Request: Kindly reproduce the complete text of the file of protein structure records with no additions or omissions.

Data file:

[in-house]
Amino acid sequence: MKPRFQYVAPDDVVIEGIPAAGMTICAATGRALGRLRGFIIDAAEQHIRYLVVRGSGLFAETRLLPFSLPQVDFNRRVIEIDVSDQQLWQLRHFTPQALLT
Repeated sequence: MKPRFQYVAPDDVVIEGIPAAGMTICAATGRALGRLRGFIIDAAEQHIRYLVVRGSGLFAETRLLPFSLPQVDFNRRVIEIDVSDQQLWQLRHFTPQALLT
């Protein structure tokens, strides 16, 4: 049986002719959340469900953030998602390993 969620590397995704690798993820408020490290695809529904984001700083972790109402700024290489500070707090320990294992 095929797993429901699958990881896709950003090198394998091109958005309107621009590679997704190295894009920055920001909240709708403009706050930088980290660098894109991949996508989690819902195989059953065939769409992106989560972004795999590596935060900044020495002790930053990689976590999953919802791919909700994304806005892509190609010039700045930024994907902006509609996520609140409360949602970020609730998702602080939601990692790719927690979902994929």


[in-house]
Amino acid sequence: MKPRFQYVAPDDVVIEGIPAAGMTICAATGRALGRLRGFIIDAAEQHIRYLVVRGSGLFAETRLLPFSLPQVDFNRRVIEIDVSDQQLWQLRHFTPQALLT
Repeated sequence: MKPRFQYVAPDDVVIEGIPAAGMTICAATGRALGRLRGFIIDAAEQHIRYLVVRGSGLFAETRLLPFSLPQVDFNRRVIEIDVSDQQLWQLRHFTPQALLT
């Protein structure tokens, strides 16, 4: 049986002719959340469900953030998602390993 969620590397995704690798993820408020490290695809529904984001700083972790109402700024290489500070707090320990294992 095929797993429901699958990881896709950003090198394998091109958005309107621009590679997704190295894009920055920001909240709708403009706050930088980290660098894109991949996508989690819902195989059953065939769409992106989560972004795999590596935060900044020495002790930053990689976590999953919802791919909700994304806005892509190609010039700045930024994907902006509609996520609140409360949602970020609730998702602080939601990692790719927690979902994929």